Happy Madison Day
Morning Update: Wednesday, June 8
In this newsletter
Good morning, Madison!
Happy Wednesday and Happy June 8, aka 608 Day. Today is a day of celebrating everything the 608 has to offer.
In celebration of the day, some shops at Hilldale are offering 608-themed deals. Shoppers can also expect live music and games throughout the day. NBC15 has a roundup of those deals here.
Additionally, Madison Magazine is also hosting 608 Day deals all week long.
To top it all off, Madison's favorite baseball team the Mallards will throw out their game's first pitch tonight at 6:08 p.m. Miss Madison is set to make an appearance at the game and local artists will be out selling their art at the game thanks to Dane Arts.
🚌 City Council officially approved the Metro Transit redesign.
- The council voted 14-6 in favor of the controversial Metro Transit network redesign. The project represents one of the largest changes ever to the city's bus system.
- What's in the redesign? The key theme of the redesign is more frequent and consistent service with fewer routes. It will pave the way for future bus rapid transit (BRT) plans.
- What's the controversy? Fewer routes means longer walks and less service for some residents. Several local groups tried to delay the council's vote on the redesign saying the city was moving too quickly.
- Dig deeper: Like I said yesterday, this story is bigger than a few bullet points. If you want a fuller view of the story, here's where to start. Fewer routes, but more frequent (Isthmus), Amid concern and calls for delay, city nears sweeping change to Metro Transit system (Wisconsin State Journal), Madison’s Southdale neighborhood fights for transportation, without representation (Tone Madison).
👋 Meet Madison's three new (interim) alders.
- Three interim alders were sworn in Tuesday night to fill the vacancies by a trio of alders who left their posts in the last month. The new alders will serve until the spring 2023 election.
- District 3: Erik Paulson is the new alder for the far east side District 3. The position was previously held by Lindsay Lemmer, who was first elected in April 2019 but stepped down in May after taking a new job. Paulson is a design engineer at Johnson Controls and has previously expressed interest in running to retain the seat in the April 2023 election.
- District 11: Bill Tishler was selected to replace former Ald. Arvina Martin, who resigned May 25 to focus on her work and family. As Channel 3000 reports, Tishler introduced himself as a Madison resident of more than 50 years. He currently works at UW-Madsion as a senior instructional media producer. Tishler has said in the past he intends to formally run for the seat in next spring's election.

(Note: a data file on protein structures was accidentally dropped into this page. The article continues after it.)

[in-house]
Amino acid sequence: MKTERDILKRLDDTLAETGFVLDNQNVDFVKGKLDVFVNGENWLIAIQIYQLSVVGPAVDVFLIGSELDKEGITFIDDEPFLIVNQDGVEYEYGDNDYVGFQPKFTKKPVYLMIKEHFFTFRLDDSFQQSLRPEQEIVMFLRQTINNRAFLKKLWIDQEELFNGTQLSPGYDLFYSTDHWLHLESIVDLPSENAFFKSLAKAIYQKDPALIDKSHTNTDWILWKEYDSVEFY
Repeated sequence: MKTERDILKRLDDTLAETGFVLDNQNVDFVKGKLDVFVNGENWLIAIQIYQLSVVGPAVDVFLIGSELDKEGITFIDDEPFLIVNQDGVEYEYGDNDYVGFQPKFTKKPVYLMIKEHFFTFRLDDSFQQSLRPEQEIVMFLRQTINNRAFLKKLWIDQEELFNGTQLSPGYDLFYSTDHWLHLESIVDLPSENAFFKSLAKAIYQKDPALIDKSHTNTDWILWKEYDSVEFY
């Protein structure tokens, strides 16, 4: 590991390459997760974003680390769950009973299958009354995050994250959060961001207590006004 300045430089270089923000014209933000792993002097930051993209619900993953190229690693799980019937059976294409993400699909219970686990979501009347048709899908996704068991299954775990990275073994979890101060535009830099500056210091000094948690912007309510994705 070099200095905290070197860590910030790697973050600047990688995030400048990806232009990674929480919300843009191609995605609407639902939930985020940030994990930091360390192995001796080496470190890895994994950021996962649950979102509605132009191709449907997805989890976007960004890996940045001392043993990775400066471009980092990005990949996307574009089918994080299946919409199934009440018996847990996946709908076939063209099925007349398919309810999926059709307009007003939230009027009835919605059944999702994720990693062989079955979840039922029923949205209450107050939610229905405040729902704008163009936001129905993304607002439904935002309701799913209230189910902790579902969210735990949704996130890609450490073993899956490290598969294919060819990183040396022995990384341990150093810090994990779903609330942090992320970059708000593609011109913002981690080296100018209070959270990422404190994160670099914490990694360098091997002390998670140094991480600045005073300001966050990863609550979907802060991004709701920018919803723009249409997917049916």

- District 20: Matt Phair was sworn in as the new representative for the west side District 20. Christian Albouras resigned from the position effective May 20 after announcing he was moving out of his district. Phair is no stranger to the council, he served as the District 20 alder from 2011 through 2019, when he chose not to seek re-election. Phair has said in the past he doesn't intend to run to retain the seat, though he hasn't ruled it out.
🎒 MMSD is rethinking some of its disciplinary practices.
- The district is planning to put an end to out-of-school suspensions for elementary school students. The district is also considering changing the characterization of actions like "cutting class and starting fires on school property as more severe infractions," the State Journal reports.
- If approved, thess would be the first major changes to the district's Behavior Education Plan (BEP), which was adopted in the 2014-15 school year in an attempt to bring a “restorative and progressive approach” to school discipline.
- Several school board members pushed back against the proposed changes, citing a lack of School Board input and data.
🥕 Supply chain issues are hitting Madison school lunches.
- Cap Times reports the Madison Metropolitan School District has faced supply chain issues that have forced last-minute lunch menu changes, leaving teachers frustrated and students hungry.
- “Many [students] are not eating and unable to focus because they are hungry,” an anonymous Allis Elementary School teacher told the news outlet. Another teacher in the district called this year's school meals “inadequate” and “appalling.” Some district staff have resorted to ordering food for their classrooms out of their own pockets.
🌊 Blue-green algae has already forced the closure of two swimming spots.
- WKOW reports Spring Harbor Beach and the Memorial Union Pier were closed Tuesday due to the detected presence of the algae.
- The areas will reopen when conditions are acceptable and the sites are tested daily. Blue-green algae produces toxins that are dangerous to both animals and humans, so seriously, don't swim in it.
- Learn more about blue-green algae: The Cyanobacteria Stalemate In Wisconsin's Lakes (WisContext)
🥪 Peanut butter jelly time is over.
- After less than a year on State Street, the Peanut Butter & Jelly Deli has closed.
- The State Journal reports a sign posted on the shuttered business's door read "The PBJ Deli has decided not to renew our State Street lease and is now closed. We've enjoyed serving you."
- The sandwich shop's West Allis location is still open.
🎸 Your lunchtime read: At Spruce Tree Music, there’s no logic but a lot of history.
- From Tone Madison: "Wil Bremer’s wife Julie Luther answered the phone one day many years ago at Spruce Tree Music on East Johnson Street. 'It’s for you,' she called out from the tiny office behind the ancient, glass counter filled with boxes of harmonicas, capos, and other accessories. 'It’s a Mr. Paul.'
'It was Les Paul.'"